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Lost LGBT Pulp Classic, Work for a Million, returning to print

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Work for a Million is a novel by Eve Zaremba which was first published in 1986. It was written by an out lesbian author and is described as being the first pulp novel to feature an out lesbian detective, Helen Keremos, as its protagonist.

To celebrate their five-year anniversary, a Canadian publisher, Bedside press, are reprinting the original novel with a new cover by Sami Kivelä, finally bringing this work back from its long out-of-print stint. Read More

Amazon Refutes Claim That It’s to Blame for the Decline of Author Earnings

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A recent report from the Authors Guild concluded that Amazon’s dominance of the online book market is largely to blame for the “crisis of epic proportions” facing writers’ earnings in the US. The writers’ body report was published last week and stated that median income from writing fell to $6,080 in 2017, which is down 42% from 2009, and literary authors are affected the worst.

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AZA Universe: A New Generation of Superhero

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A new universe of superheroes is here thanks to a young entrepreneur from North Carolina, USA.

Jazmin Truesdale has been a proud nerd all her life, loving comic books, science fiction, and action movies, but always looking for some positive representation within those entertainment spheres. As one may imagine the worlds of graphic novels and comic books are very straight-white-male-centric, with shallow female characters. and few depictions of non-white women.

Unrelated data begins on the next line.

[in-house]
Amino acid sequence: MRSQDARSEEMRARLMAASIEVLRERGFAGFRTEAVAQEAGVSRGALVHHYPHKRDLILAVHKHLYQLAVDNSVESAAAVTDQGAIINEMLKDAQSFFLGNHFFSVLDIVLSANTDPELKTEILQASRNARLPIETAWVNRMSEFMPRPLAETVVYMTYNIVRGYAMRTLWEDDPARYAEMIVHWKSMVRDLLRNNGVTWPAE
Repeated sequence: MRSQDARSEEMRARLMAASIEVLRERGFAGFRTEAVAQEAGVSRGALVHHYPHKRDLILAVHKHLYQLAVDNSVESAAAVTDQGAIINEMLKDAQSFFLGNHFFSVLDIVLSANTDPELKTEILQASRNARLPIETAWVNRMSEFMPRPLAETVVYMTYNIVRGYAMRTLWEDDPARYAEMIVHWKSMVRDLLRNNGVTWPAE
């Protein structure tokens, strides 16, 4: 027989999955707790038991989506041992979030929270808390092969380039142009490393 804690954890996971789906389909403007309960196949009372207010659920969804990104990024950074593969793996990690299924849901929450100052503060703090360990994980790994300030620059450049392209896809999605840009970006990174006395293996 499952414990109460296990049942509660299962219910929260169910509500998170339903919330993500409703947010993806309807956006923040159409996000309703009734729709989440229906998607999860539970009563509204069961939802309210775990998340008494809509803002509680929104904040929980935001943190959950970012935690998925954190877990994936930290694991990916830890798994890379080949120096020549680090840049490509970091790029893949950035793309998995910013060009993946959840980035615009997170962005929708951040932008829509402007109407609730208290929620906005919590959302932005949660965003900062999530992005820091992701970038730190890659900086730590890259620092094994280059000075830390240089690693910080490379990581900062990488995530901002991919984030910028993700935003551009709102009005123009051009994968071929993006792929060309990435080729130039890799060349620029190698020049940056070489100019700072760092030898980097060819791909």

Jazmin, with her entrepreneurial mind and passion for cultural diversity, began creating characters she would want to read about and, with the help from an illustrator, her universe was born. It has not been an easy journey- finding an illustrator who knew how to draw Black women’s bodies was one particular hurdle to overcome, however Jazmin’s drive and focus ensured her goal became a reality.

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Author Sherrilyn Kenyon Accuses Husband of Attempting to Poison Her

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In a plot worthy of any good novel, ‘Dark Hunter’ author Sherrilyn Kenyon is suing her husband for allegedly poisoning her food for three years in an attempt to steal her life insurance.

The author, who has sold more than 70 million books during her career claims that her husband, Lawrence Kenyon was lacing her food with poison from 2014 until they split last year. She says the poison left her with clumps of hair falling out, crumbling teeth, tremors and back pain, all unexplained by doctors until tests showed unusually high levels of lithium in her blood.